Friday, June 14, 2024
Friday, June 14, 2024
Home » Erdogan’s geopolitical manoeuvres in Cyprus and Azerbaijan

Erdogan’s geopolitical manoeuvres in Cyprus and Azerbaijan

by Ziya Salmanov
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Having won his most challenging re-election since rising to power two decades ago, Turkish President Recep Tayyip Erdogan chose the internationally unrecognised Turkish Republic of Cyprus (TRNC) and close ally Azerbaijan as his first two foreign destinations to visit.

Touring regions with ongoing territorial disputes may hint at Erdogan’s foreign policy objectives as he enters his new five-year term as Turkey’s leader.

Erdogan first visited the TRNC, a political entity established in 1983 that only Turkey recognises. Cyprus was divided in 1974 after Ankara militarily intervened in the island’s northern third less than a week after a coup backed by Greece’s junta.

The island has remained partitioned ever since, with Turkey retaining a 35,000-strong troop presence in the TRNC.

The Turkish president once again advocated a two-state solution. “If there is a return to the negotiation table, the way to do this is through recognition of the Turkish Republic of Northern Cyprus,” he declared.

He also insisted that the “just demands” of the Turkish Cypriots are “clear and unequivocal” and that they “have never been and never will be a minority”.

Erdogan then travelled to Azerbaijan, where he weighed in on another territorial dispute. In 2020, Azerbaijan captured large swathes of the Nagorno-Karabakh region from Armenian-backed forces in a war that killed 6,000 people. The enclave is internationally recognised as legally part of Azerbaijan, even though it has a sizable Armenian population and strong cultural and historical links to Armenia.

In a meeting with Azerbaijani President Ilham Aliyev, a close ally of Ankara, Erdogan expressed his willingness to open a Turkish consulate in the Nagorno-Karabakh city of Shusha, which has cultural significance for Azeris and Armenians alike.

“We are ready to open our consulate whenever you wish,” he told Aliyev. “If we open a consulate in Shusha, this would be a message to the world and especially to Armenia.”

Armenian Prime Minister Nikol Pashinyan’s government recently expressed its willingness to relinquish its claims over Nagorno-Karabakh in return for guarantees that the rights of Armenians are protected. Pashinyan also called for full recognition of Armenia’s territorial integrity from Azerbaijan within its Soviet-era boundaries.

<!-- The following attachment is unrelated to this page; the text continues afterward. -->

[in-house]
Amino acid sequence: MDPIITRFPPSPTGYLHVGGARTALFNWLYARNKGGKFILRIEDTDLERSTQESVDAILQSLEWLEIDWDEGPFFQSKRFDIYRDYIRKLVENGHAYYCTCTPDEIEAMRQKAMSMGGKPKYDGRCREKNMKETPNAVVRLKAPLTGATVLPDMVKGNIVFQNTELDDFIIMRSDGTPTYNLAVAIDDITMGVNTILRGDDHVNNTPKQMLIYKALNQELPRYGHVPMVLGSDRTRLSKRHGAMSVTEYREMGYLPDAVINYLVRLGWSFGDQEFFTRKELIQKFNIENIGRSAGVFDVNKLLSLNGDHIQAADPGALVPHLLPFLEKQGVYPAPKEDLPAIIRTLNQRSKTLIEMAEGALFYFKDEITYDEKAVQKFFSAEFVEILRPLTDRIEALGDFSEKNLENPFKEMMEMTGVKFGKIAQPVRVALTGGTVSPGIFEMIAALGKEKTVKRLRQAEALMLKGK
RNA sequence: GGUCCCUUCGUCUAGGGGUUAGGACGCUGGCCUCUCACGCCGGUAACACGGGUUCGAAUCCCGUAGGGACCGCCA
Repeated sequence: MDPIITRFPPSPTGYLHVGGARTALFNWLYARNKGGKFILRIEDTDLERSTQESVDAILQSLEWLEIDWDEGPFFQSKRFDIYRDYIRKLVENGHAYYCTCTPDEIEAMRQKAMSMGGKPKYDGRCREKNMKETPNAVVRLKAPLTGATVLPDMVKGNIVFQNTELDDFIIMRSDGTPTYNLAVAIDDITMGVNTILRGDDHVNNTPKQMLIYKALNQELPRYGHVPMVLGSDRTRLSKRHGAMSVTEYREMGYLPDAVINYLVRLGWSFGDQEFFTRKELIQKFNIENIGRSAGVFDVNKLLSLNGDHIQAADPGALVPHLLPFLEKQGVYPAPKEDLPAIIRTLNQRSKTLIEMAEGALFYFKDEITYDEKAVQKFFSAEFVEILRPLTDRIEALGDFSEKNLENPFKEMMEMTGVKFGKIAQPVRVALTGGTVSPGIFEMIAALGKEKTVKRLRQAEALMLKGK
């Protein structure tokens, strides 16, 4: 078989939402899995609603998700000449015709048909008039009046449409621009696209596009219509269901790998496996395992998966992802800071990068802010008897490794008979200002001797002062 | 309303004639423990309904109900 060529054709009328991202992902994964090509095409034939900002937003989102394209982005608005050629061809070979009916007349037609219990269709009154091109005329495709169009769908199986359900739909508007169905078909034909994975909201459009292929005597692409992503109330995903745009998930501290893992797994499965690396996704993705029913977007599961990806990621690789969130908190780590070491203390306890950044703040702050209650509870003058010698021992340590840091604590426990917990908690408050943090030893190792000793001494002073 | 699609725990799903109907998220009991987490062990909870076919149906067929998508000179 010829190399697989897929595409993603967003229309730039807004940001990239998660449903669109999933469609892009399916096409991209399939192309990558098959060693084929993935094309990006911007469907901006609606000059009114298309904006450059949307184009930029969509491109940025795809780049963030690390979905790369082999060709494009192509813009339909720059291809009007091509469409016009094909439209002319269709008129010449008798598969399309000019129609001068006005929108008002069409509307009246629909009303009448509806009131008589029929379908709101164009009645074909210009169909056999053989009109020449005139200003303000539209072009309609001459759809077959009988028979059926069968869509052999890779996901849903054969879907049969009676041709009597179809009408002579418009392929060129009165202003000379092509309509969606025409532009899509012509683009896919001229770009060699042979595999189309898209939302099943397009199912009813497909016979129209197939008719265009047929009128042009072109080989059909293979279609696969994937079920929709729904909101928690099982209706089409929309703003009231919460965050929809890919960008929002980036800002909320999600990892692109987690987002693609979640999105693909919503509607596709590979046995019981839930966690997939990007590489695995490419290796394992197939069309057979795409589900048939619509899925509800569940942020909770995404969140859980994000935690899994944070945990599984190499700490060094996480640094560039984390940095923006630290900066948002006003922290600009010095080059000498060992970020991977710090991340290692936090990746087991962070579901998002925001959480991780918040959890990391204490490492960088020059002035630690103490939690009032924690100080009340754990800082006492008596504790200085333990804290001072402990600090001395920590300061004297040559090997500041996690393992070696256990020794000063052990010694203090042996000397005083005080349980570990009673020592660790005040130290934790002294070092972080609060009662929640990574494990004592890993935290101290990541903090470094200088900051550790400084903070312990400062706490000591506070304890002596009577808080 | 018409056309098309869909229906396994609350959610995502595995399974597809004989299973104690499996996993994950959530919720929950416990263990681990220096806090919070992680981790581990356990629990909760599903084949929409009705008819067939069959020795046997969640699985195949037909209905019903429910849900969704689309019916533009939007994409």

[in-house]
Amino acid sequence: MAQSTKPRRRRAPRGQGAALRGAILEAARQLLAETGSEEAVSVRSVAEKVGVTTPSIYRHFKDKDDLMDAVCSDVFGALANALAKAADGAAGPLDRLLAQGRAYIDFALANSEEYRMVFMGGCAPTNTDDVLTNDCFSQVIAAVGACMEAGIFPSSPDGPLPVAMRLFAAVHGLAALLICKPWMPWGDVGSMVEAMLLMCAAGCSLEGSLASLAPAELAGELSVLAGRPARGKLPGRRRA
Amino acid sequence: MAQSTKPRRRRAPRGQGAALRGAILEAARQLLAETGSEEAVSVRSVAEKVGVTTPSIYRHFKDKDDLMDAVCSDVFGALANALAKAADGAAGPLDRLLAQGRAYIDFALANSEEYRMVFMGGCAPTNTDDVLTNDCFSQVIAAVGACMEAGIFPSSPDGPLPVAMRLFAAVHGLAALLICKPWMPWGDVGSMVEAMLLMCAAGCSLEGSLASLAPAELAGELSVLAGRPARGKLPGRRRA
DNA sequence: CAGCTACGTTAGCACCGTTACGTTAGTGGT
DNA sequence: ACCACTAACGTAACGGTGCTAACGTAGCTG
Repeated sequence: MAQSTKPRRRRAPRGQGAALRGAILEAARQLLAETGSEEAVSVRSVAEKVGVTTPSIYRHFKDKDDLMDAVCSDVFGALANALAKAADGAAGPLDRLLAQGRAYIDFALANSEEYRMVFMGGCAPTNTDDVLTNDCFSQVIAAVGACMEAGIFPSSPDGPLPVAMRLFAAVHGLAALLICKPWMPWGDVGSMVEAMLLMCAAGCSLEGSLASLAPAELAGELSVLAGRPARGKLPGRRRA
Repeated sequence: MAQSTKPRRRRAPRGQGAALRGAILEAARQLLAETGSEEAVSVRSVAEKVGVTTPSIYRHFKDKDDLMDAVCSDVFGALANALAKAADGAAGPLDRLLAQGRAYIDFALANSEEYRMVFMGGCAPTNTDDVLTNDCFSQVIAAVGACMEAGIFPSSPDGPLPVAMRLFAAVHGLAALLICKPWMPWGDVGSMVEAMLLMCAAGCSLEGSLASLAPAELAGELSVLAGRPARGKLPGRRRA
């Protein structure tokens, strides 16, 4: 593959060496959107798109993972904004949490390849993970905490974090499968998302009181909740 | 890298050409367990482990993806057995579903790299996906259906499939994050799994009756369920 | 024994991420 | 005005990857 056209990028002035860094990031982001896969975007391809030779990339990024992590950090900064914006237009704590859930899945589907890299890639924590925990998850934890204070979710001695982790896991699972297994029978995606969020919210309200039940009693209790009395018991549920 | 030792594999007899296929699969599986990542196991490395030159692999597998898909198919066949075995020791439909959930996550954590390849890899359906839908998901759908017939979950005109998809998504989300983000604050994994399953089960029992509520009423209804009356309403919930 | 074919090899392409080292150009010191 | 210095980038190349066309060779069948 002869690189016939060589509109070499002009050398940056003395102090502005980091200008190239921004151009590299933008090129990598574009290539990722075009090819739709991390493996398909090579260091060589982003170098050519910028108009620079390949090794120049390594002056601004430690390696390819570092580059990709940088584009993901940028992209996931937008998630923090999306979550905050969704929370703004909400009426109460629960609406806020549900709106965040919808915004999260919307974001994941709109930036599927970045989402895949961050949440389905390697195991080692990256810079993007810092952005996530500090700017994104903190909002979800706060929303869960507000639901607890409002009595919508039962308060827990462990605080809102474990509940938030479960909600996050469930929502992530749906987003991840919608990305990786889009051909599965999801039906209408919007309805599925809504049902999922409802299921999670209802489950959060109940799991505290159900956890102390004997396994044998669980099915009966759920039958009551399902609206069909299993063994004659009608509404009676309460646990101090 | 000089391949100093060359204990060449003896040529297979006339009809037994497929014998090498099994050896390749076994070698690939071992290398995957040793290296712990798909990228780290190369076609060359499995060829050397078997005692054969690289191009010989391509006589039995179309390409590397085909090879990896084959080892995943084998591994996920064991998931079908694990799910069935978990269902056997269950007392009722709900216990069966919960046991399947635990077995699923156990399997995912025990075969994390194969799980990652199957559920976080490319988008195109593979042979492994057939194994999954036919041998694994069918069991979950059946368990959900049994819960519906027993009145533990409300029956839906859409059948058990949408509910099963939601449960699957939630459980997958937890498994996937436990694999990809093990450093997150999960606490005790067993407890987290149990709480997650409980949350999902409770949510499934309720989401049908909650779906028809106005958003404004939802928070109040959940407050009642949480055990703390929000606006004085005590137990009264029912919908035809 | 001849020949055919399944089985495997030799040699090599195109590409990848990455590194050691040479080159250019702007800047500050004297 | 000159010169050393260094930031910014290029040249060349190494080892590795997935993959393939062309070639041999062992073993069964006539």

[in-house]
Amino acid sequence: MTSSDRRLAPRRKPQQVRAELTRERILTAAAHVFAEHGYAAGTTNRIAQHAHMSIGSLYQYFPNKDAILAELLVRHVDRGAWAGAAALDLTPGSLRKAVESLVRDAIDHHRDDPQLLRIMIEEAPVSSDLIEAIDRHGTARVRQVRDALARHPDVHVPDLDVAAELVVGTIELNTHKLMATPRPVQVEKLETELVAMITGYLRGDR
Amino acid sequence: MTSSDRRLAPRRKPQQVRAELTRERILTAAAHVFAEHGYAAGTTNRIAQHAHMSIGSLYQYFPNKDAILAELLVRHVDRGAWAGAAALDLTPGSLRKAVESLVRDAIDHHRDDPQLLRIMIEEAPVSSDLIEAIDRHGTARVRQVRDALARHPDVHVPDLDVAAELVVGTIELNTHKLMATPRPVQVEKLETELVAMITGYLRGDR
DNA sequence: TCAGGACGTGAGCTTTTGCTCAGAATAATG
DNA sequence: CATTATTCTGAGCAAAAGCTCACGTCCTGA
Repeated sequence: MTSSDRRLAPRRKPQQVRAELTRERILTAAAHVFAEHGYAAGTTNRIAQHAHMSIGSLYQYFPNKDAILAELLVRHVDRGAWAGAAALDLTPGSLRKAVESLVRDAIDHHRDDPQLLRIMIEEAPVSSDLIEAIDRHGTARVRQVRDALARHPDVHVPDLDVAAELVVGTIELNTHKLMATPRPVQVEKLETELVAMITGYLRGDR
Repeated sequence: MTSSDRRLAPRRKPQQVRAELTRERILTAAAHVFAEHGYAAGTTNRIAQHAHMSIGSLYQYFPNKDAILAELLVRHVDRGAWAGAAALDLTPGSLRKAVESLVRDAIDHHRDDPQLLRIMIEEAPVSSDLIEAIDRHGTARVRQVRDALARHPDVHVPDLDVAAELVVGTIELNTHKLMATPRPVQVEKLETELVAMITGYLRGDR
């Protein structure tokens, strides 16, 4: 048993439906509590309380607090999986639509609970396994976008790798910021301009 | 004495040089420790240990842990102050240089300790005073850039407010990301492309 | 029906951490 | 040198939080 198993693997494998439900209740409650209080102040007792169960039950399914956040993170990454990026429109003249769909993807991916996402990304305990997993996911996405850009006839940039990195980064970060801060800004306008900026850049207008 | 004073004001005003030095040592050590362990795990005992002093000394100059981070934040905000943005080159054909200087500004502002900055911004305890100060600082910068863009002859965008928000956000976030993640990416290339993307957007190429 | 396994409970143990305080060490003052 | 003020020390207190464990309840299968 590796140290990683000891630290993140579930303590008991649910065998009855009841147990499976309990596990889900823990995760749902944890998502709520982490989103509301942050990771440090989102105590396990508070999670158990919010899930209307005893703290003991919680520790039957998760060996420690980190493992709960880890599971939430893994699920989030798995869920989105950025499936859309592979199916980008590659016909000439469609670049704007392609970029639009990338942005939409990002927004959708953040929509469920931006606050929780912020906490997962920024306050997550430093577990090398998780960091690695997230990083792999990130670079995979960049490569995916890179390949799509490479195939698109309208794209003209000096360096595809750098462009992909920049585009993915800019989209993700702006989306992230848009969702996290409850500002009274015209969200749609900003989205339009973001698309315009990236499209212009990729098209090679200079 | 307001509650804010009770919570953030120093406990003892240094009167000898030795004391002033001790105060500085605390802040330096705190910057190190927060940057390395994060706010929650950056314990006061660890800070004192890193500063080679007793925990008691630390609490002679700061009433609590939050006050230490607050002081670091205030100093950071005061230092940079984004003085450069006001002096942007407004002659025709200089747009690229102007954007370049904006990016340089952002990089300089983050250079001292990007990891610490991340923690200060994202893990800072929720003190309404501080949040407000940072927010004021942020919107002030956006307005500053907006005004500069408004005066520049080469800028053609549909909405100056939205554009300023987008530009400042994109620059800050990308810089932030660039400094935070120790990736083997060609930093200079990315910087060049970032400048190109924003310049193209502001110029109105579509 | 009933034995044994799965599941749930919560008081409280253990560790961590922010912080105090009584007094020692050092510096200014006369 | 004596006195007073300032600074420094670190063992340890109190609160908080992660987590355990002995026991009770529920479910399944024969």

Aside from seeking full sovereignty over Karabakh, Azerbaijan also demands the establishment of the so-called Zangezur corridor to directly link Azerbaijan’s main territories with its western Nakhchivan exclave overland through Armenia’s southernmost Syunik province.

While Turkey backs the project, Iran opposes it, fearing it could cut off its access to the South Caucasus and markedly reduce its influence there.

“President Erdogan’s decision to visit Northern Cyprus and Azerbaijan should not be seen as surprising, given the historical context of such diplomatic visits, which has become a tradition,” Dr Ali Bakir, a Non-resident Senior Fellow at the Atlantic Council’s Scowcroft Middle East Security Initiative and Middle East Programs, told The New Arab.

“However, the timing of these visits, against the backdrop of current local and regional conditions, imbues them with significant meaning.”

Bakir also noted that the rise of Turkish nationalism, reinforced by the election results, provides a “lens” through which one can interpret Erdogan’s two visits. Erdogan aims to “leverage his particular momentum to advance certain strategic objectives,” such as implementing the Zangezur corridor and determining the fate of the TRNC.

“Turkey has long been a staunch ally of Azerbaijan, playing a pivotal role in the last few years in assisting Baku in reclaiming territories that Armenia had occupied for nearly three decades,” he said.